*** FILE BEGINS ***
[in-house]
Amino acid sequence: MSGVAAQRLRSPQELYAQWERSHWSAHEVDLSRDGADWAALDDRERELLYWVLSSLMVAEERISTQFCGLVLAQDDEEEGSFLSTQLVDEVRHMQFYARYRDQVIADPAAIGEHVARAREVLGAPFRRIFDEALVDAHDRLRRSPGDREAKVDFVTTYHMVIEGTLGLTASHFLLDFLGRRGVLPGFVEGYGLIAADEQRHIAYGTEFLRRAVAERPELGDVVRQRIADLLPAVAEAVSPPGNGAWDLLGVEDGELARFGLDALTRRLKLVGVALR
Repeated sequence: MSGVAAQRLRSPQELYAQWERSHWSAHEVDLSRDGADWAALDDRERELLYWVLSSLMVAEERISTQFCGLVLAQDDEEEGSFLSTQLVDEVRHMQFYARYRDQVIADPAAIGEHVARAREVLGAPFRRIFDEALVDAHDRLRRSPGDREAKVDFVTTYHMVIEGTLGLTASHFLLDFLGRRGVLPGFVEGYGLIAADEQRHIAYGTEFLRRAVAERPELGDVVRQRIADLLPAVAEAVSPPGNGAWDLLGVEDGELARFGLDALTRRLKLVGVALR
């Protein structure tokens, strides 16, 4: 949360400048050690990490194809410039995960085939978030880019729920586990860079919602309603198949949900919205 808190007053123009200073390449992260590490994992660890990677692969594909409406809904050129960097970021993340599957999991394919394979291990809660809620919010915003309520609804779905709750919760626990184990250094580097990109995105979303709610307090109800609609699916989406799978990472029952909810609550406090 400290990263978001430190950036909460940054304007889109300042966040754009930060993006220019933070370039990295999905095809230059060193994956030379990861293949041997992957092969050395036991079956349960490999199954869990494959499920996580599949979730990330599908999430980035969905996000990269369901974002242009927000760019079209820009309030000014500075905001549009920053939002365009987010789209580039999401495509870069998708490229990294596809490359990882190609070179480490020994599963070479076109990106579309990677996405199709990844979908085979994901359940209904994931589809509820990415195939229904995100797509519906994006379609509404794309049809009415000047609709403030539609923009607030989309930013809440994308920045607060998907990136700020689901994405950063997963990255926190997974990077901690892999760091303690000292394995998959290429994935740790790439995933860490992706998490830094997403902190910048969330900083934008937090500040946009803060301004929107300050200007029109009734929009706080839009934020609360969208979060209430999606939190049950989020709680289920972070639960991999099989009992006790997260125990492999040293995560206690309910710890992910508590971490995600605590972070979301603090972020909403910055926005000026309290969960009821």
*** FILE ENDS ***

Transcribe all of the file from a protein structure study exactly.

[in-house]
Amino acid sequence: MSGVAAQRLRSPQELYAQWERSHWSAHEVDLSRDGADWAALDDRERELLYWVLSSLMVAEERISTQFCGLVLAQDDEEEGSFLSTQLVDEVRHMQFYARYRDQVIADPAAIGEHVARAREVLGAPFRRIFDEALVDAHDRLRRSPGDREAKVDFVTTYHMVIEGTLGLTASHFLLDFLGRRGVLPGFVEGYGLIAADEQRHIAYGTEFLRRAVAERPELGDVVRQRIADLLPAVAEAVSPPGNGAWDLLGVEDGELARFGLDALTRRLKLVGVALR
Repeated sequence: MSGVAAQRLRSPQELYAQWERSHWSAHEVDLSRDGADWAALDDRERELLYWVLSSLMVAEERISTQFCGLVLAQDDEEEGSFLSTQLVDEVRHMQFYARYRDQVIADPAAIGEHVARAREVLGAPFRRIFDEALVDAHDRLRRSPGDREAKVDFVTTYHMVIEGTLGLTASHFLLDFLGRRGVLPGFVEGYGLIAADEQRHIAYGTEFLRRAVAERPELGDVVRQRIADLLPAVAEAVSPPGNGAWDLLGVEDGELARFGLDALTRRLKLVGVALR
């Protein structure tokens, strides 16, 4: 949360400048050690990490194809410039995960085939978030880019729920586990860079919602309603198949949900919205 808190007053123009200073390449992260590490994992660890990677692969594909409406809904050129960097970021993340599957999991394919394979291990809660809620919010915003309520609804779905709750919760626990184990250094580097990109995105979303709610307090109800609609699916989406799978990472029952909810609550406090 400290990263978001430190950036909460940054304007889109300042966040754009930060993006220019933070370039990295999905095809230059060193994956030379990861293949041997992957092969050395036991079956349960490999199954869990494959499920996580599949979730990330599908999430980035969905996000990269369901974002242009927000760019079209820009309030000014500075905001549009920053939002365009987010789209580039999401495509870069998708490229990294596809490359990882190609070179480490020994599963070479076109990106579309990677996405199709990844979908085979994901359940209904994931589809509820990415195939229904995100797509519906994006379609509404794309049809009415000047609709403030539609923009607030989309930013809440994308920045607060998907990136700020689901994405950063997963990255926190997974990077901690892999760091303690000292394995998959290429994935740790790439995933860490992706998490830094997403902190910048969330900083934008937090500040946009803060301004929107300050200007029109009734929009706080839009934020609360969208979060209430999606939190049950989020709680289920972070639960991999099989009992006790997260125990492999040293995560206690309910710890992910508590971490995600605590972070979301603090972020909403910055926005000026309290969960009821």